completely at variance with the commonest rules of fair play aud decency,
that it is perfectly revolting. It is just
possible that the so-called ministers of
tbe local Houso may be enabled to
consummate this shocking transaction:
but it will neither avail themselves nor
the monopolists that, for pecuniary
reasons, tbey desire to serve. The
whole scheme, from first t.. last, will
prove a failure, because the next local
Government will upset the entire affair.
If ever words were prostituted, they
certainly Jiave been iu the case of the
two words at the bend of this article.
It is supposed tha' a government, so-
called, is re ponsible to the people for
their   acions,   and   that   the  people's
representatives call  ti.em to account
when tbey do wrong. This would be
very wise if the representatives did
their duty, but when the represr nta
fives make common cause with the
Government and accept a part of fhe
plunder for betraying their constitu
i-nts, who will protect tbepeopie? The
duty in such a case falls upon the
public press; but when thnt, also, is
bought by the Government, the whole
system becomes a mass of corruption,
and so far as the people are concerned,
a ridiculous farce. Having secured the
representatives and the majority of the
newspapers, nothing remains for the
bogus ministers to do but to please the
nrob. This is done in a variety of
ways: certain of tlie voters are created
Justices of the Peace; that is, they
have a license to fleeco the people on
their own particular account, and to
administer what is supposed to be the
law in such a way that they can secure
their own particular friends from mer
ited punishment and satisfy old grudges.
The whole machinery of such a government, from the highest to the lowest
oilii-inl, is vicious, because corruption
prevails everywhere, and men otherwise honest and well-inclined, become
inoculated with the common disease
and are rarely able to return to an
honest way of gaining a livelihood afterwards; hence, the ease with which
Governments hire willling tools to
help them in cheating the people. Respectable heads of families allow themselves to be bribed to complicity by
the bestowal of a place on a son or
relative. They see nothing but corruption everywhere, and although they do
not admit it to themselves, they tacitly
cunie io the conclusion that where everybody steals they may as well have a
share of the general plunder, and tbey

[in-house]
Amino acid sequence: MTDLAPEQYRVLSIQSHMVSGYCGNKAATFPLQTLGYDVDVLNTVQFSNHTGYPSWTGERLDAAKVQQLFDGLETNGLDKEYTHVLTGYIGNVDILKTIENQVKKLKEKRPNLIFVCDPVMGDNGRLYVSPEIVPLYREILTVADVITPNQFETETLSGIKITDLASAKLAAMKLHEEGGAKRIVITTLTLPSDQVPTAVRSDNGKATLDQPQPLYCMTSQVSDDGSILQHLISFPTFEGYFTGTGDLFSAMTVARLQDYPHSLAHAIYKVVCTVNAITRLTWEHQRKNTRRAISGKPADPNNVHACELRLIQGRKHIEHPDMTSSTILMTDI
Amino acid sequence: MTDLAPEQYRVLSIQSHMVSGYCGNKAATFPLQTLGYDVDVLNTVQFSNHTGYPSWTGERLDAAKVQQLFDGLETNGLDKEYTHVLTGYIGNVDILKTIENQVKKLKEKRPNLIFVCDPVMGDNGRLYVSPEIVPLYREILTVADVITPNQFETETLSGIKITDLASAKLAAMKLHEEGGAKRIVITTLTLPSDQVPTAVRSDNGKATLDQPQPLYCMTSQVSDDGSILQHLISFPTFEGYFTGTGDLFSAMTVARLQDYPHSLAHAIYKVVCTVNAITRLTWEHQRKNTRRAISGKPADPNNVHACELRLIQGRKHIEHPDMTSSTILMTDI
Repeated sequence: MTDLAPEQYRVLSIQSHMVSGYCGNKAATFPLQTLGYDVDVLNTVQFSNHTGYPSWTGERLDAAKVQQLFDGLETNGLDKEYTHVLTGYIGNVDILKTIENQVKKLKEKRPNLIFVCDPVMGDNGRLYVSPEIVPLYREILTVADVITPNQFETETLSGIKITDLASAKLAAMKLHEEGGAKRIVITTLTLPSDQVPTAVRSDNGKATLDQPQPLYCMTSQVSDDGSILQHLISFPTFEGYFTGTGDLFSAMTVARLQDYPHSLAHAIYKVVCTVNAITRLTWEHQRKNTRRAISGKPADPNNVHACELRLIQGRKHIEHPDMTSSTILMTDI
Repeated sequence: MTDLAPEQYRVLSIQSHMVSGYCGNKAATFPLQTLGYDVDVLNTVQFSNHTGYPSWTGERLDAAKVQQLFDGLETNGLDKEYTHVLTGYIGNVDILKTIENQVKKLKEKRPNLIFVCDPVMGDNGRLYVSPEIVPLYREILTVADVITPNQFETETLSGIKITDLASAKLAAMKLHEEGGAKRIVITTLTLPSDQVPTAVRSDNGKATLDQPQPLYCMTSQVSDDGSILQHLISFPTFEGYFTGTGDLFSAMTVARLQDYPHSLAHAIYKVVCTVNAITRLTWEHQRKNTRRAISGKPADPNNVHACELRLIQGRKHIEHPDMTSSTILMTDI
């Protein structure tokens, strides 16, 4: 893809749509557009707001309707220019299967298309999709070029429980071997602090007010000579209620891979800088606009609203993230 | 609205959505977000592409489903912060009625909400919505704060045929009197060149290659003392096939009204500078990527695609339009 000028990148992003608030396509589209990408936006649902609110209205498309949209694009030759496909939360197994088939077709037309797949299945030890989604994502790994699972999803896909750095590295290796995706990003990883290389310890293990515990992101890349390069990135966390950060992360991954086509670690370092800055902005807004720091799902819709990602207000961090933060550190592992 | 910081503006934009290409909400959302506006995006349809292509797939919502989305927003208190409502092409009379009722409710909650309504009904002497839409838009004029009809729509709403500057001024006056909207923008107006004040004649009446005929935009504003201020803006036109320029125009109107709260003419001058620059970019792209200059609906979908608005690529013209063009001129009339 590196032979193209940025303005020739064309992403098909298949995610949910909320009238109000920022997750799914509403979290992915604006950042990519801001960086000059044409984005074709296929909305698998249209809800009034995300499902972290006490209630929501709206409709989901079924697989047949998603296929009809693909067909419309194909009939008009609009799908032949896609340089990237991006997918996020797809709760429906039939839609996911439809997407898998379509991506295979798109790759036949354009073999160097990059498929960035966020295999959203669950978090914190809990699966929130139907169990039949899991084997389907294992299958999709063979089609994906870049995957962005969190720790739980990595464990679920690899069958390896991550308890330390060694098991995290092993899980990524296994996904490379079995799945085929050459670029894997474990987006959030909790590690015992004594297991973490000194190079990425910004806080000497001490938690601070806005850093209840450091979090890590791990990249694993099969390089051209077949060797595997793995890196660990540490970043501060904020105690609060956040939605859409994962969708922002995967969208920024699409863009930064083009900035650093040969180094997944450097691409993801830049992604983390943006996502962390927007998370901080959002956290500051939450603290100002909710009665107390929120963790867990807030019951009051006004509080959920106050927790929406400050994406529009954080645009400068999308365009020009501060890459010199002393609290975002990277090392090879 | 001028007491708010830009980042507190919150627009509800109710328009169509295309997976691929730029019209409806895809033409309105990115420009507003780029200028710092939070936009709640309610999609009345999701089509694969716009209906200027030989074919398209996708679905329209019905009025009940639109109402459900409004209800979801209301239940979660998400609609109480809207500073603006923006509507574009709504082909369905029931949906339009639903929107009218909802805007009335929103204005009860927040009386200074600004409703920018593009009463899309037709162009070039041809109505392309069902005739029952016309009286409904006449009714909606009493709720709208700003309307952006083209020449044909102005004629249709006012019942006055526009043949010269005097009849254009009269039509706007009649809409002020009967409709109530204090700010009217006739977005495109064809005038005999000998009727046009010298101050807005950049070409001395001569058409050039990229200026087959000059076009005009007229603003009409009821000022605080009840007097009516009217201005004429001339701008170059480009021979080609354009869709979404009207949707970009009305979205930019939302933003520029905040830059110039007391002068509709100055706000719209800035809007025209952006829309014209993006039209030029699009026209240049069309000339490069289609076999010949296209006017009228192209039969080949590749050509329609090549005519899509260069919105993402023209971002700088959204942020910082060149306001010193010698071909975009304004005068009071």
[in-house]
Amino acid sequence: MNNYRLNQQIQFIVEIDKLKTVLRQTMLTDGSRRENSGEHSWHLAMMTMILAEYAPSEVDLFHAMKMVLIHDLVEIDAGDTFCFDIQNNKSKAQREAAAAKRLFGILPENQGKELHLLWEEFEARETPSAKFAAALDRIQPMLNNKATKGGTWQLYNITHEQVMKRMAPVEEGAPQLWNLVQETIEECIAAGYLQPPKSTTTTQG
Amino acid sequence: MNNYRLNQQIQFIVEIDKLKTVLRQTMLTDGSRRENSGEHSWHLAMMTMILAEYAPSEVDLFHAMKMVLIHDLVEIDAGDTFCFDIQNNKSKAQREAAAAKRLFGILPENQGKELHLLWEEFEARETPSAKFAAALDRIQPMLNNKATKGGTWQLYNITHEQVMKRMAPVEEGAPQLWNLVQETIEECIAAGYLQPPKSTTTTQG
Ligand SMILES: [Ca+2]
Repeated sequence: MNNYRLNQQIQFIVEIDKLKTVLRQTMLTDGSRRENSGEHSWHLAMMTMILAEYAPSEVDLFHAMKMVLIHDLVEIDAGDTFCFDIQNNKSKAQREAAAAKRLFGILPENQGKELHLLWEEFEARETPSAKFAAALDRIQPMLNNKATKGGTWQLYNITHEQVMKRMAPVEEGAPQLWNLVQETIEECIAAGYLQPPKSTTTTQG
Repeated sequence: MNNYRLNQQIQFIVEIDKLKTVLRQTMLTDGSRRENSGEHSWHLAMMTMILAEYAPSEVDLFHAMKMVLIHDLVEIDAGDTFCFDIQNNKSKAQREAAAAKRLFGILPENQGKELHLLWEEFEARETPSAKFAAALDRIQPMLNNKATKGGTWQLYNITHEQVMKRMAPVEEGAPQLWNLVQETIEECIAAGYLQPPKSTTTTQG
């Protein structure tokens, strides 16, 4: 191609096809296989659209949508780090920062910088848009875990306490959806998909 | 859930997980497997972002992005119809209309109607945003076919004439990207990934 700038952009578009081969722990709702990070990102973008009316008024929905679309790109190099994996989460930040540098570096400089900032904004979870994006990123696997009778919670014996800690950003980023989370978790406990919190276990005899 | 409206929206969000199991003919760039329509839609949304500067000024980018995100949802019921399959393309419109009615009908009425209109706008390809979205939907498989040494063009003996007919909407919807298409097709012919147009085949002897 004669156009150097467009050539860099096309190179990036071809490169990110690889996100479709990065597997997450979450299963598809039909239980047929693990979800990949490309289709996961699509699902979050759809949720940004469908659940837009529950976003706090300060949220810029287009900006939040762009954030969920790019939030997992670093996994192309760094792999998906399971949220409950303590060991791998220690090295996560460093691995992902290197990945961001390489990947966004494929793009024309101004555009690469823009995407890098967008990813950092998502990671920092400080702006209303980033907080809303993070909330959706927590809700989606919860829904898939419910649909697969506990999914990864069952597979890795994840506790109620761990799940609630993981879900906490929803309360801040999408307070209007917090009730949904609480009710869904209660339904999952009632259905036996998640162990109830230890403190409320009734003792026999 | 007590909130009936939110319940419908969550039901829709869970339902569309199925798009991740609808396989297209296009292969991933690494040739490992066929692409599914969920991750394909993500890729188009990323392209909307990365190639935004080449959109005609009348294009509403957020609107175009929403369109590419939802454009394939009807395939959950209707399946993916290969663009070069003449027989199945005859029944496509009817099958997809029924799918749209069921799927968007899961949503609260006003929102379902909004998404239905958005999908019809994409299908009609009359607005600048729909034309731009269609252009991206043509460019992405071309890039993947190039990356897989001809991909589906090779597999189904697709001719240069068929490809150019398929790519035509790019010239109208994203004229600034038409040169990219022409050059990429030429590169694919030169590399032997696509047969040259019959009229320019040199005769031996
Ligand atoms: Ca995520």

feel called upon in consequence to defend the public robbery, because they
are defending iheir own share of it,
being particeps criminis. Probably the
worst enemies the Government have
are those they have failed to satisfy
with bribes. The ministers do their
best to buy these growlers, but failing
that, they detail some of the miserable
traitors in their pay to persecute them,
and woe betide the growlers if they
can be dragged within the meshes of
the law, civil or criminal, they find
themselves reduced to beggary or disgrace; and often fail to recognise the
hands of ministers in their affliction.
Then come the masses: they must be
satisfied.    This apparently is very easy;
remedy, -or sll diseases u i i >il
ordered condition of Ike storns •'. ■
ti Ayer's PO*,    Ml>.  ltn.lr. I (     I
ton,   GeriLsntowu.   P:..   I
three  yeiiia, I  mi   nili:- I
Comiiluiut.   I tri.d tir   I,. •! ;■ i;
III* coun!!-'. lur!   .   a   '    ■ '
was adi'lx-,1   I,   "  r  »l.
-laving doni. mi, l,
a perfectly   brfllt'ly " «. '      '
Gerrlslr, Wi-Uti i. X. It, wi   ■
eolli|M-lled lo ijllfl \v .1 i: )-■ .--.i,.-"..;.
a severe Wflao. trouble.    In If-Mtl
month 1 was t-u-. d by II
Pills."   Jacob  Little, 1
writes:   " A>.,-*-. HI - ■ .
sell slid l.lvir tin.'.
for years.   Hy tr.lir' Ini-m I
I enjoy tlie best oi liialili."
I II!,
road* firsts ri. ^
rial..! •xtntrt- tad m-iive remrjij
■ I    | 'i.i ly    vegetable   kill*.
Tin .- r.r.-, sli-.-i-i-r .ra , fnr IIK.r.Hhty
'   ' ■' ''   ' '''-  :|i'-.  .|r.j«
t turns I
■ i -- frmn ;■
,«. I .-.   n,   In rnvt'l.
4 \jea*% I'ill. f„r m
; '    itvlthrl
'water, ..Pun.,..
I i- i- ■ ■   '> for Hii :> ■ il, i, „,<_
I   :.,,; tun t.r.y  , I ia-,- |
■ ti i /,   I....
:    '■ ,\; i ;■'-    .'a liar
n M-\i-.- liiiiims aiiark, nil
r... Uiu il_.t_rifl
Ayer's Pil!s9
I'm., urn, nv
DH.J. AVffll A • (ell, Mm*, U.S.A.
I..- -
Pioneer  IVarket of Port Moody.
Vegetables, Fruit, Butter, Eggs, Poultry,
General "M-i-ii-!*. ni-.l ('<i.-i*iils*-loti Mei-hanls      Order-, Im,
Inti-rloi- Pio*n*)ti* Attended ro.
{_rKKMEMfU.il THE STANDTwo Doors Went of the Caledonia Hotel
it is only necessary to find out who in,d
what the voters nie cmiij.os d of. For
instauci', religion!- prejudices, which are
curried to the verge of fanaticism, are
very much used. Wc know of a minister who, professing another form of
religion, went to a Methodist n-iiml
meeting und pretended to confess his
sins: he pretended to blubber And ory,
nnd so iniide himself n great man with
that denomination. Hut his own sr it
was also influential-so he divided his
afi'ections, attending the ministration of
one in tin' morning, and the other in
lhe evening. This is one way of cul-
vating lhe nioli. Uut then- are otlier
tricks eipially successful whioh rur
quite familiar to small intellf**_fe, nur!
are equally praotloed by men who sr-r h
office for plunder, therefore student! of
vulgar trickery. We heard of a minister who pretends to be a ;:ri-nt advocate of total alistiiir-iiei., who knows
that there is a number of fanatics on
this sulrject, located in certain neigh
borboods. Winn be goes amongst them
to whet their fidelity to li.tuMlf, I.i
takes a great daub of a picture with
him, showing the seven stages of inebriety, and while displaying the ten